Looking for a new sweatshirt of your favorite college sports team? Chances are that when you find it, the shirt will have passed through GEAR For Sports' new Lenexa, Kansas distribution center. Designed to consolidate five separate warehouses, this new facility is in a league all its own.
Up to 70,000 shirts now ship from the DC daily. The ability to process such high volumes in the 300,000 square foot building is due to a sophisticated handling design from the Siggins Company. It includes narrow aisle storage, conveyors, a pop-up sorter, and a two-story pick module featuring 3,000 pick-to-light (PTL) units supplied by PCC Systems.
The Windows-based Lightning Pick PTL system has saved tremendously on labor over processes in the old facilities. Before, workers selected individual orders into wheeled carts. Often the items in the orders would be quite a distance apart.
"We had lots of walking time," recalls Jerel Williams, director of warehousing. "We wanted a system that would reduce travel and would also simplify the picking process for our workers, because the majority of our workforce does not speak English. They actually speak seven different languages."
The pick-to-light system solved both problems. Workers function in designated zones and walk very little. Lights direct picking for each order, so the system transcends any language barriers.
"The system has simplified our training as well," adds Williams. "A new associate can be productive in about one fourth the time that it took under the old system."
Geared for efficiency
GEAR For Sports is the top brand of apparel sold in college bookstores, golf courses, resorts and military installations. Shirts and jackets are manufactured overseas as "blanks," meaning that they arrive at the Lenexa DC without logos or designs. They are then picked by order and sent to six area manufacturing facilities where college and client logos are screened or embroidered onto the garments to customer specifications.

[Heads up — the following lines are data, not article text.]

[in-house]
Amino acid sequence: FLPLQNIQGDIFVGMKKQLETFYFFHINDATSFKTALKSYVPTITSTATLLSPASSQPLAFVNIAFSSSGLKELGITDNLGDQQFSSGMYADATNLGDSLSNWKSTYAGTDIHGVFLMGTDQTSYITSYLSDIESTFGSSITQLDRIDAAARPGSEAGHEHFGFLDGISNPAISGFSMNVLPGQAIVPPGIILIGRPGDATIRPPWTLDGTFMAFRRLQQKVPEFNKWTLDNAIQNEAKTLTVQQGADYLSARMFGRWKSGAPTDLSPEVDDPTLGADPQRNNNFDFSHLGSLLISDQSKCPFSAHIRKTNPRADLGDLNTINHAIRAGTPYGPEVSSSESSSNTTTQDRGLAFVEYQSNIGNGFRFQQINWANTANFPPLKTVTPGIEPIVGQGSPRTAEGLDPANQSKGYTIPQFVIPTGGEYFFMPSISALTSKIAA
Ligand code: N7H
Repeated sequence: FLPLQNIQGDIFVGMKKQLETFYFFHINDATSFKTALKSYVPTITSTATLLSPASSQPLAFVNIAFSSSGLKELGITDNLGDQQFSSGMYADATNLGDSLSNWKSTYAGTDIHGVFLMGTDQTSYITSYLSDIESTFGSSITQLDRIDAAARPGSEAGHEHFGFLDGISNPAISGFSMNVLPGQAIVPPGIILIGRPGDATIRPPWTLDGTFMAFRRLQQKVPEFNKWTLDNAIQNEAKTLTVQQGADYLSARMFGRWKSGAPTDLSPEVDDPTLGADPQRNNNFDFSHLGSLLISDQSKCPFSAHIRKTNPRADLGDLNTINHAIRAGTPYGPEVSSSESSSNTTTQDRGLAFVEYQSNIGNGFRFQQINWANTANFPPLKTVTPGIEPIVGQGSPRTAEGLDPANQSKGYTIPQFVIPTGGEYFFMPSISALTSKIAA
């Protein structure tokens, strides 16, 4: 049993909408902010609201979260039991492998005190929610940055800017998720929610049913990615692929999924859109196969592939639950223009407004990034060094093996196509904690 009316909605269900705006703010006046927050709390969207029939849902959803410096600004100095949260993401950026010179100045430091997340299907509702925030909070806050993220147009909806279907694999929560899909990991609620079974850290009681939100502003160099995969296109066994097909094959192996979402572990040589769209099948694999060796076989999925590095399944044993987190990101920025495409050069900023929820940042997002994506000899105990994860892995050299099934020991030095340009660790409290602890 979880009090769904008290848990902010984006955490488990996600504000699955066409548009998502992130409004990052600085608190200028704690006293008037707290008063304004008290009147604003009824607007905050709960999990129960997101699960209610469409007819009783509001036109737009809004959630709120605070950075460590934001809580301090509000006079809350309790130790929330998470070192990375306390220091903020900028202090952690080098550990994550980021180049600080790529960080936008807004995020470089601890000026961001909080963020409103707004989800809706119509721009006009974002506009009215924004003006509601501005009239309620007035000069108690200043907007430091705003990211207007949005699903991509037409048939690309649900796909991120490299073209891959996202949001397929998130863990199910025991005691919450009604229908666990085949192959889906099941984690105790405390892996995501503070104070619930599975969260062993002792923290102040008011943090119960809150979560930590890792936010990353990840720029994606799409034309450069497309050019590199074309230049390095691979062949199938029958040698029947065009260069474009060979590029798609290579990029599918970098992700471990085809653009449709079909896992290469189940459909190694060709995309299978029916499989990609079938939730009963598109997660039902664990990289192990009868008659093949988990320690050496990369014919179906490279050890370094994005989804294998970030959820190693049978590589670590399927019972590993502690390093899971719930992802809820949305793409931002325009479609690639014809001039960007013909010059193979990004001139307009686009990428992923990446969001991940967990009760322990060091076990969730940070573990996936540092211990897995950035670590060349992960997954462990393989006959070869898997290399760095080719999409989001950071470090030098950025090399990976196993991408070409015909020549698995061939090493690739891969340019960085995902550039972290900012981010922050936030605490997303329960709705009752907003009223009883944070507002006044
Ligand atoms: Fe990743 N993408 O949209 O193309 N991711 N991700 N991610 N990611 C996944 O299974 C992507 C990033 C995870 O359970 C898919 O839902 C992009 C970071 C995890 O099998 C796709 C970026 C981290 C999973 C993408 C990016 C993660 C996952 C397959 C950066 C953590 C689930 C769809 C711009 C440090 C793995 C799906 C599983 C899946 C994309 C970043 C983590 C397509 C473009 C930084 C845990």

PCC designed a cost-effective system that optimizes the DC's fulfillment based on pick frequency. Supervisors can monitor picking activity and order status in real time through Lightning Pick PC stations located throughout the facility. PCC software first identifies needed SKUs for each order and routes picking tasks to appropriate work zones.
Fast movers are selected with the LP Pick PTL system from flow racks. Lights direct the picking of items into order totes that are then placed onto a conveyor. Slower movers are selected from shelving using radio frequency terminals via LP RF. By utilizing the best technology for each order situation, GEAR For Sports has maximized its resources and provided a favorable return on investment.
In addition to the picking software, PCC provided extended applications to serve as middleware between the facility's Oracle ERP and individual machine controls. LP Messenger controls the weighing, manifesting, labeling and shipping systems, while LP Convey interfaces with the conveyor controls. Considering such complex systems, the integration went very smoothly.
"Everytime in the past when we added a third-party software we had problems," says Randy Staebenow, VP of manufacturing and warehousing for GEAR For Sports. "But we had no systems issues with the PCC software. That was a pleasant surprise."